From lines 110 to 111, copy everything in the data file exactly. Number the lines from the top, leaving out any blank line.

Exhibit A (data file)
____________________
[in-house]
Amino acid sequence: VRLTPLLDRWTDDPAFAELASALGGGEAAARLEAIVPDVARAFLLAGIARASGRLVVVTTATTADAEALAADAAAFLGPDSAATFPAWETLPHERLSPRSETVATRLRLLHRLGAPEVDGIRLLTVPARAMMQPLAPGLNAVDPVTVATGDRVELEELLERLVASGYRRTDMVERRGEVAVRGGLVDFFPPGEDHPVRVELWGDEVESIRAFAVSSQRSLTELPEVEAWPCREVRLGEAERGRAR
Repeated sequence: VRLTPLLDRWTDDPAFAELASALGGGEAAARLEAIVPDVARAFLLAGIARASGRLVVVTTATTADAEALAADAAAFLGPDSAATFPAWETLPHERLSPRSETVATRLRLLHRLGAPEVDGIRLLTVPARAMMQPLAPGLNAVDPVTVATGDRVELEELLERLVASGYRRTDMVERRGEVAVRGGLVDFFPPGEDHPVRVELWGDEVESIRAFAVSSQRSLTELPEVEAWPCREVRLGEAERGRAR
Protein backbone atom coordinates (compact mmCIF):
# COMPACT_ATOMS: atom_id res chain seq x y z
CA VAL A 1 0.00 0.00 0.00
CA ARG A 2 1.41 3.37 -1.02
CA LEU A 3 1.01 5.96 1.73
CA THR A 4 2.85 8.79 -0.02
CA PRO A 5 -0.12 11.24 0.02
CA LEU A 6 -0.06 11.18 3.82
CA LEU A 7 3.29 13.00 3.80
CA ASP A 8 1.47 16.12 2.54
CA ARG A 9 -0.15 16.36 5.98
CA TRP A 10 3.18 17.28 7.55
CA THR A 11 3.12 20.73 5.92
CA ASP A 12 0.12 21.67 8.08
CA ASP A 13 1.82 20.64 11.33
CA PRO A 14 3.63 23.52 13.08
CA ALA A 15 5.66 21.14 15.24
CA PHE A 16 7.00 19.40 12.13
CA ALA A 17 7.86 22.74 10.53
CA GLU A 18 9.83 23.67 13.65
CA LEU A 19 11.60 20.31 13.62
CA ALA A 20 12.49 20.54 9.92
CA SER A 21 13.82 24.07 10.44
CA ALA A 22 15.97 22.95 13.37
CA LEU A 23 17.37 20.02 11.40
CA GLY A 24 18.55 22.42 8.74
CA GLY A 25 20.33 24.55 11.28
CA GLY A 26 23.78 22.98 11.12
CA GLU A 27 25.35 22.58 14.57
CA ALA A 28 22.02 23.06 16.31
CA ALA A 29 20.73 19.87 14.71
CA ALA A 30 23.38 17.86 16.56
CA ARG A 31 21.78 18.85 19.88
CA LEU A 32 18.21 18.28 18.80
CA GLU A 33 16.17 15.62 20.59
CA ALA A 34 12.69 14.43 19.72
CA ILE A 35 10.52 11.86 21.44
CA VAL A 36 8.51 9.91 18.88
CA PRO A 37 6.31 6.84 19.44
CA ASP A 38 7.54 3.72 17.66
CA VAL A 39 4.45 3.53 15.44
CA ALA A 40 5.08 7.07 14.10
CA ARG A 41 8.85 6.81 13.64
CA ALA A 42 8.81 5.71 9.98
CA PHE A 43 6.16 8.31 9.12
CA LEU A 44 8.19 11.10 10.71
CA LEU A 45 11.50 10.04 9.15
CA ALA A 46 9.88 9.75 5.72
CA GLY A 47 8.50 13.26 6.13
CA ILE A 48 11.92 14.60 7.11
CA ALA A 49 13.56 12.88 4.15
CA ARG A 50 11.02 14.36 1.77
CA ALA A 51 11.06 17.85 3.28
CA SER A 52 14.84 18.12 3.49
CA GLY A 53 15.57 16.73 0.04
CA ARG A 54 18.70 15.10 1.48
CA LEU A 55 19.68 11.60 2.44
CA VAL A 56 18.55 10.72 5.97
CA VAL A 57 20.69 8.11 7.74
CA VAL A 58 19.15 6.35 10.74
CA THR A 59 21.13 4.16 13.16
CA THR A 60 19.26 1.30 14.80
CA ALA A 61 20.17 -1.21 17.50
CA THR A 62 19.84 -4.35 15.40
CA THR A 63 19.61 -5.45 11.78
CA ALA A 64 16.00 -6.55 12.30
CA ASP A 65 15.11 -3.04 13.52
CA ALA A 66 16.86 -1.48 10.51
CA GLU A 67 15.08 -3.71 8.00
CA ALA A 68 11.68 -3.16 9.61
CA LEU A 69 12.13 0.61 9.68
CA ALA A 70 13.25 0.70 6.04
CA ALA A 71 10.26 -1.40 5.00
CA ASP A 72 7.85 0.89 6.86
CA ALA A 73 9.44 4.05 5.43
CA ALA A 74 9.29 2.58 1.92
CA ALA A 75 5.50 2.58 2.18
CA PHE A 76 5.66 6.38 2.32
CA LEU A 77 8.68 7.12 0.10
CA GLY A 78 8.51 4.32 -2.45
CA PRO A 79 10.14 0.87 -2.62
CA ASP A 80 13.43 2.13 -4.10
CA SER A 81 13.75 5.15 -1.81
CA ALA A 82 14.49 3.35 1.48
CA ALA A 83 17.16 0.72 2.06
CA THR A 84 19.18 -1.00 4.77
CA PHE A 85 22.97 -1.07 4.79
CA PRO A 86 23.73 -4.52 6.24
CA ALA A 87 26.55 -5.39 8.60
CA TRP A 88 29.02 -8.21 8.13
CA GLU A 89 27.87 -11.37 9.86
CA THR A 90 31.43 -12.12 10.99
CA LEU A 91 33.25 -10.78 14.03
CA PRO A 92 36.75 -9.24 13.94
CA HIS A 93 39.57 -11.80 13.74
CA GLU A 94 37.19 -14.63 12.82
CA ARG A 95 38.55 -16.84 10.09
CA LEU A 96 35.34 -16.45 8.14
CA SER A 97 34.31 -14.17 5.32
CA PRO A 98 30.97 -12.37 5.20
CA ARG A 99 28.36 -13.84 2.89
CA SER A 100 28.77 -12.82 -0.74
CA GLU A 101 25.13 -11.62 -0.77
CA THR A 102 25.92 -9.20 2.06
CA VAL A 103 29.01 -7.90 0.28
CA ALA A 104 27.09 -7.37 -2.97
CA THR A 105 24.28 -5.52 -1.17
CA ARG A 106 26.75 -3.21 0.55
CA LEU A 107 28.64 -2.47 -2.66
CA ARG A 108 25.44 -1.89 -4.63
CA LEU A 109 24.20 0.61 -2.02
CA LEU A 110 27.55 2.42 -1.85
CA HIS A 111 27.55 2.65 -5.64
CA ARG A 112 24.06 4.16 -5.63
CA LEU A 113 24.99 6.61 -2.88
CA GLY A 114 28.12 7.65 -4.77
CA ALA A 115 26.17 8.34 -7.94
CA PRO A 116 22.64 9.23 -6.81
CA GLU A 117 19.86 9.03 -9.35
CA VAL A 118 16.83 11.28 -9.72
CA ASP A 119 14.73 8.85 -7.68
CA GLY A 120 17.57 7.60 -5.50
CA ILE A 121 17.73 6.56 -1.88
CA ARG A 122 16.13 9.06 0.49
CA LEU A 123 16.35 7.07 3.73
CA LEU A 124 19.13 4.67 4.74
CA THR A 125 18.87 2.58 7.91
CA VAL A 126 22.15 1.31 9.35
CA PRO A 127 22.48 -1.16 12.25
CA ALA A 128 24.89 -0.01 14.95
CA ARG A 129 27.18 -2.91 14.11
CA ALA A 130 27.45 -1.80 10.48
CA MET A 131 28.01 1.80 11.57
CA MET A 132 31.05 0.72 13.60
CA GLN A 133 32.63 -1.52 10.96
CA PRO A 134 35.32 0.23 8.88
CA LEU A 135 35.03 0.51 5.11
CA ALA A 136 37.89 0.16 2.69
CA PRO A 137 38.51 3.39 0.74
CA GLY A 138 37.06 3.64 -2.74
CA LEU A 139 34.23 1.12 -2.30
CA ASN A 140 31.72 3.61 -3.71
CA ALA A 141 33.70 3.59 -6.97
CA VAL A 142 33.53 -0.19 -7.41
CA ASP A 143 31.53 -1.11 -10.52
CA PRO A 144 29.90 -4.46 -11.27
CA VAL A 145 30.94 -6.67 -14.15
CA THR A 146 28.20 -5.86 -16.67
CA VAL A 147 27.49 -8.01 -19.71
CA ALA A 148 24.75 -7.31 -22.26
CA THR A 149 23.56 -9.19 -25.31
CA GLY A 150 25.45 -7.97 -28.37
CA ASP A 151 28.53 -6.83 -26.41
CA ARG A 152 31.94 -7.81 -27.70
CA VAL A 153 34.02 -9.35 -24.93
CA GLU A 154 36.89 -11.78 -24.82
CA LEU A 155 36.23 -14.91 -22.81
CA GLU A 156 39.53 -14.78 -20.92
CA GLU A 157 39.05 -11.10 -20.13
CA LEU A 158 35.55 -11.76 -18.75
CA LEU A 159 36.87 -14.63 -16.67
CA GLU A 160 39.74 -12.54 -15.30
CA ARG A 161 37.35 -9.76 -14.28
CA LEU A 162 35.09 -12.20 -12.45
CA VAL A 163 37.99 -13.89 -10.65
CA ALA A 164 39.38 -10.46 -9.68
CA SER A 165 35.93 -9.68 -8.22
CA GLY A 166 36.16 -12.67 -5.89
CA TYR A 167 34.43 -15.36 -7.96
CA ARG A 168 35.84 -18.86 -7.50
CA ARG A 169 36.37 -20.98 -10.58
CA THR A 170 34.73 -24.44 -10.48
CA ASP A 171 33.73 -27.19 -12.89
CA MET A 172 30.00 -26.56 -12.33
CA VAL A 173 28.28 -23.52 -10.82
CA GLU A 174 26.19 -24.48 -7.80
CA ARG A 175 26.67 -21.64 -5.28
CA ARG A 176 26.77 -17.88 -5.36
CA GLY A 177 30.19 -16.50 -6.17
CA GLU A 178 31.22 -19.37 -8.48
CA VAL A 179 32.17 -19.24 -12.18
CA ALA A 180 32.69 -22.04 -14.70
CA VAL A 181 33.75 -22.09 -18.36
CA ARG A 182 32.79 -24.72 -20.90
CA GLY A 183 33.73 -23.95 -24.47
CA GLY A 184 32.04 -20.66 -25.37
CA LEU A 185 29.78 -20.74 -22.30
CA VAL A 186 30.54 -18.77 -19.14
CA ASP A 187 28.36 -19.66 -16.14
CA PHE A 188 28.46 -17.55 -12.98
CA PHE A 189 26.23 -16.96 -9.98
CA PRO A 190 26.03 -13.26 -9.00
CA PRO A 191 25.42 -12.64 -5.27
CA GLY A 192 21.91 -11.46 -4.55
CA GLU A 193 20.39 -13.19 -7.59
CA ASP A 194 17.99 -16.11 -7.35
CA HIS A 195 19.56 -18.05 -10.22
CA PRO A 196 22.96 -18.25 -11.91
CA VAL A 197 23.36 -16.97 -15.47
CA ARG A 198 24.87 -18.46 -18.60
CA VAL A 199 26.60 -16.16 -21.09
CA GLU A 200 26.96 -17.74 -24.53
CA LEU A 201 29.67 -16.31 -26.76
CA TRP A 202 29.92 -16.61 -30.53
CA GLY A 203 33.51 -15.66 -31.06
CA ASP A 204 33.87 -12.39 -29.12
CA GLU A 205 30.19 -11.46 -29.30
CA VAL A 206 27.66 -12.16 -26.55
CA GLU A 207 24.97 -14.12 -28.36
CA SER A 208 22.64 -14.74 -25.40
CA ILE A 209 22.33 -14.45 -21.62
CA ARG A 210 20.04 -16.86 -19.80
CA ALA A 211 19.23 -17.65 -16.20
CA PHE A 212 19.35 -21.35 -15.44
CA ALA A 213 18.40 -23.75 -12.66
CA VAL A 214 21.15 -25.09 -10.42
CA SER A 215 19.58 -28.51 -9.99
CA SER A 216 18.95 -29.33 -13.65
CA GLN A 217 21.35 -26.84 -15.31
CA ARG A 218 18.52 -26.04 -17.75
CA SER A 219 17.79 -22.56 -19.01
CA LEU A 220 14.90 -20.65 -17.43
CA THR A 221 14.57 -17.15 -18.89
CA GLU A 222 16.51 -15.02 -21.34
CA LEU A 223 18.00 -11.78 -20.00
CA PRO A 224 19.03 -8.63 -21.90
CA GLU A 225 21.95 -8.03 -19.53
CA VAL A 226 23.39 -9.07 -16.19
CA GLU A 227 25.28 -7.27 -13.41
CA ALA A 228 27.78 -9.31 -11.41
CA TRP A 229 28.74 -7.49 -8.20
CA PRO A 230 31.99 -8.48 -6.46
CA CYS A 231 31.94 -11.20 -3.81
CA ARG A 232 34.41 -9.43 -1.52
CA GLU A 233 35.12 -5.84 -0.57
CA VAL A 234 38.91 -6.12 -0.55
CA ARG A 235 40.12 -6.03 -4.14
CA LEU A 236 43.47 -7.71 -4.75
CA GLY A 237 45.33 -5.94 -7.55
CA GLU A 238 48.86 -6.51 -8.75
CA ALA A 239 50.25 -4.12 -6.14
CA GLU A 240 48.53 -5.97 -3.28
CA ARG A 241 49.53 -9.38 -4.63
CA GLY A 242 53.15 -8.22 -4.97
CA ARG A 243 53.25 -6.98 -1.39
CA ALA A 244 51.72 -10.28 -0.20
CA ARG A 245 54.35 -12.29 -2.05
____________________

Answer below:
CA THR A 105 24.28 -5.52 -1.17
CA ARG A 106 26.75 -3.21 0.55